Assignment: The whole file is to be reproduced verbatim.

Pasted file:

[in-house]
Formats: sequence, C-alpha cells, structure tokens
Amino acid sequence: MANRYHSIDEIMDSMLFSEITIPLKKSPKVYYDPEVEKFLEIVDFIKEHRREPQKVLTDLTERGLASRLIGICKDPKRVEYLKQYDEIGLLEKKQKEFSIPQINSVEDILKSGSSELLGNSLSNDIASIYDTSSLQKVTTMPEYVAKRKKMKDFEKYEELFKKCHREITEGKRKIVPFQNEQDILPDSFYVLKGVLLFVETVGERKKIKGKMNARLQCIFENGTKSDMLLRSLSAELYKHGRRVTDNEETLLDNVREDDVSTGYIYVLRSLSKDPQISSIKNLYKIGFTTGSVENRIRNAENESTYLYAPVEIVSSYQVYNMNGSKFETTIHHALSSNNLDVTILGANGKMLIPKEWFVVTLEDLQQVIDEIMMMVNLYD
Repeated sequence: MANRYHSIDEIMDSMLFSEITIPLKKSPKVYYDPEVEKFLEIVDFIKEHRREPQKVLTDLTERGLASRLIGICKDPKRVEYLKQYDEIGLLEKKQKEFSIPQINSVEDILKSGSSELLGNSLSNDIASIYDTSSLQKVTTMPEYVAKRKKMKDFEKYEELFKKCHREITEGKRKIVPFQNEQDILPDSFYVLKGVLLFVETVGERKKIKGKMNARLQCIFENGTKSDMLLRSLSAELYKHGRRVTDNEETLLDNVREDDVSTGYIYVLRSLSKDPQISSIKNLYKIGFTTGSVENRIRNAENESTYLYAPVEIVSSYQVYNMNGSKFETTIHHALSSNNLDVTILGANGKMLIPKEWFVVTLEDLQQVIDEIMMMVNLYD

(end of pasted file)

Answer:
[in-house]
Formats: sequence, C-alpha cells, structure tokens
Amino acid sequence: MANRYHSIDEIMDSMLFSEITIPLKKSPKVYYDPEVEKFLEIVDFIKEHRREPQKVLTDLTERGLASRLIGICKDPKRVEYLKQYDEIGLLEKKQKEFSIPQINSVEDILKSGSSELLGNSLSNDIASIYDTSSLQKVTTMPEYVAKRKKMKDFEKYEELFKKCHREITEGKRKIVPFQNEQDILPDSFYVLKGVLLFVETVGERKKIKGKMNARLQCIFENGTKSDMLLRSLSAELYKHGRRVTDNEETLLDNVREDDVSTGYIYVLRSLSKDPQISSIKNLYKIGFTTGSVENRIRNAENESTYLYAPVEIVSSYQVYNMNGSKFETTIHHALSSNNLDVTILGANGKMLIPKEWFVVTLEDLQQVIDEIMMMVNLYD
Repeated sequence: MANRYHSIDEIMDSMLFSEITIPLKKSPKVYYDPEVEKFLEIVDFIKEHRREPQKVLTDLTERGLASRLIGICKDPKRVEYLKQYDEIGLLEKKQKEFSIPQINSVEDILKSGSSELLGNSLSNDIASIYDTSSLQKVTTMPEYVAKRKKMKDFEKYEELFKKCHREITEGKRKIVPFQNEQDILPDSFYVLKGVLLFVETVGERKKIKGKMNARLQCIFENGTKSDMLLRSLSAELYKHGRRVTDNEETLLDNVREDDVSTGYIYVLRSLSKDPQISSIKNLYKIGFTTGSVENRIRNAENESTYLYAPVEIVSSYQVYNMNGSKFETTIHHALSSNNLDVTILGANGKMLIPKEWFVVTLEDLQQVIDEIMMMVNLYD